GM uses 3D printing to produce vehicles, medical equipment
Did you know that General Motors used 3D printing to launch the first-ever mid-engine Chevrolet Corvette? Or that tge company once again used this technology to shift from making vehicles to medical devices in just a few days when the COVID-19 pandemic spread like wildfire around the globe?
Indeed, 3D printing has become a staple in GM's production facility these days.
When the Corvette's mid-engine version was put together, around 75 percent of the parts were 3D printed. And according to the company, no other "slow build" engineering and design has reached that level of detail that the Corvette achieved in 3D printing.
What's more, 3D printing was used to test some of Corvette's first features (such as its right-hand drive and retractable hardtop) for international markets.
“3D printing helps us design and build parts and products faster and in ways we previously couldn’t,” said Kevin Quinn, GM director of additive design and manufacturing.
“It’s already having a positive impact on how we develop and build vehicles, like Corvette, and it’s allowed us to apply our mass production expertise to medical supplies and devices.”
Applying their expertise in the medical field might be a totally far-off idea in the past, but when the coronavirus hit the world and kept everyone from going out, Ford once again utilized 3D printing to shift its core business of manufacturing automobiles to producing medical equipment.
“We could not have responded to the coronavirus as quickly as we did without 3D printing,” said . “Ron Daul, GM director of additive manufacturing.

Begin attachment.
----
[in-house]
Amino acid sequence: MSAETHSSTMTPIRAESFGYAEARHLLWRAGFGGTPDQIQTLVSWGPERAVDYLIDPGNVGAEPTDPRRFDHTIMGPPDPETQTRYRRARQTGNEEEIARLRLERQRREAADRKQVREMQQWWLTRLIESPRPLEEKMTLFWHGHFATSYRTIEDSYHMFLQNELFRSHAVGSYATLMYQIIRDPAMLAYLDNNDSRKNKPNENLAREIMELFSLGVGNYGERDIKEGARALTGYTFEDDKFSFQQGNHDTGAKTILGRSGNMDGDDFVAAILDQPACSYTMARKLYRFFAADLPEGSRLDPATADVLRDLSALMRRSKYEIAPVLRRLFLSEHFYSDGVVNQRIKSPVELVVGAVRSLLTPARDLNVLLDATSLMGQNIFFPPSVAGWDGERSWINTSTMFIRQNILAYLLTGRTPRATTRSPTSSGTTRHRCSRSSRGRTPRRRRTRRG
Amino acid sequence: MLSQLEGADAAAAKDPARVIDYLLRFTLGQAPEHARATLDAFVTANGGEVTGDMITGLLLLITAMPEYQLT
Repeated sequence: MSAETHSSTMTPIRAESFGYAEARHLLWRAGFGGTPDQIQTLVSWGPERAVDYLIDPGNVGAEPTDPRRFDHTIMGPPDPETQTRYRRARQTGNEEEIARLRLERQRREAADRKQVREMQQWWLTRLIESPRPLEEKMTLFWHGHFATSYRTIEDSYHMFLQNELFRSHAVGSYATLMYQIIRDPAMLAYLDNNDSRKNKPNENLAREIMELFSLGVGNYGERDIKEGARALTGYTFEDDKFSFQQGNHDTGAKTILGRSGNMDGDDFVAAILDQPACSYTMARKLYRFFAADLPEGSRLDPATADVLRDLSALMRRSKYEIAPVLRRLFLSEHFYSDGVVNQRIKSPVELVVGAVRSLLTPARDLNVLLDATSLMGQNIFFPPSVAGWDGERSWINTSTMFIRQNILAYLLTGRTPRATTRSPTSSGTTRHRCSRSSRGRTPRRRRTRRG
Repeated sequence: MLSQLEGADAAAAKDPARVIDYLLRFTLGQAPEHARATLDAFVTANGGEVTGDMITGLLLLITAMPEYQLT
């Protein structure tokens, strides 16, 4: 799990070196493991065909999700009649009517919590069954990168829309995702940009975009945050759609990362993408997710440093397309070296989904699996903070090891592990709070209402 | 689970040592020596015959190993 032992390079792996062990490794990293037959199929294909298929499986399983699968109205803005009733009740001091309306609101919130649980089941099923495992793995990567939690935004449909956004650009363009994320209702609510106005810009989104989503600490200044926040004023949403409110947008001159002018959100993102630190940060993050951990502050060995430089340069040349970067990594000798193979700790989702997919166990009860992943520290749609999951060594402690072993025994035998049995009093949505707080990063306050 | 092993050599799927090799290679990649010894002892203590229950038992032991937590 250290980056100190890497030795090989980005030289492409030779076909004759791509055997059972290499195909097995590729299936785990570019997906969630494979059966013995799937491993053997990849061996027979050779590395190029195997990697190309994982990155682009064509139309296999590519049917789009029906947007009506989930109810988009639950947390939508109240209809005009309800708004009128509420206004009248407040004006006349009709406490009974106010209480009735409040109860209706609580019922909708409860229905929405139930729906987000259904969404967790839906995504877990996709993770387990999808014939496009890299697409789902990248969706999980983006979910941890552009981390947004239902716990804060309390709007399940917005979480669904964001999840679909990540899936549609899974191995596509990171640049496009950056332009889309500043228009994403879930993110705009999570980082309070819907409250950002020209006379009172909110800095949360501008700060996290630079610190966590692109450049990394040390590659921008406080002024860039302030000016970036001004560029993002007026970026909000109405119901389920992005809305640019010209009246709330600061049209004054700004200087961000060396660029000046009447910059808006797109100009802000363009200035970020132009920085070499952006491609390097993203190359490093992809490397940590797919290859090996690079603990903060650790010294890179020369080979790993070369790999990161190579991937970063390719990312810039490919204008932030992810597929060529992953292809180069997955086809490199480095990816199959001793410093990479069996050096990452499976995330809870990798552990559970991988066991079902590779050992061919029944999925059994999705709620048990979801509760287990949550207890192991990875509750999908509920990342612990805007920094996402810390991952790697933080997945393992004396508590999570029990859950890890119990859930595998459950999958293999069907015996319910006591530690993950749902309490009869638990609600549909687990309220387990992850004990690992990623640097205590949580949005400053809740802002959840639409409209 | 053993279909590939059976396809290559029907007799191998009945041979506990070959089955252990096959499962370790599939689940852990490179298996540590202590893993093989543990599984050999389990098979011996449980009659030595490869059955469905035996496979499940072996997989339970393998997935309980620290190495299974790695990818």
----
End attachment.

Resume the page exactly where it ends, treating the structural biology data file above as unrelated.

"The investment in both our additive manufacturing facilities and training the team to leverage 3D printing for development has enabled us to pivot to making ventilators and personal protective equipment virtually overnight.”
GM specifically focused on three core areas when it came to using 3D printing in producing medical supplies: manufacturing, prototyping, and production.
Manufacturing encompassed ventilators that the company assembled in collaboration with Ventec Life Systems and Hamilton Medical.
“3D printing allows us to make constant, rapid changes to fixtures based on feedback from the assembly teams,” said Dominick Lentine, GM senior manufacturing engineer, additive applications.
“We can receive feedback from Hamilton, improve a part and have it flown back to Reno in less than 24 hours.”
Rapid prototyping, which GM has been using since 1989, was used to develop and create face shields for frontliners.
Mass producing allowed the company to make more than 250,000 latex-free shields both for mass and local hospital use involved.
Aside from making ventilators and other personal protective equipment, 3D printing also allows the following:
- Make rapid creation of physical parts
- Examine the fit or function of parts ahead of production
- Save time in the overall development process
- Save on expensive tooling costs, since some actual production molds and dies can be 3D printed
- Check the viability of different versions of the same part rapidly, saving considerable time during the development phase
- Check early in the development process how well a single part interacts with its surrounding environment
- Examine the tactile feel of different materials and forms
GM will build a second greenfield facility, the Additive Industrialization Center to further expand GM's expertise and capability in 3D printing and additive manufacturing. Slated to operate by the end of 2020, more details will be released later this year.
Photos from General Motors
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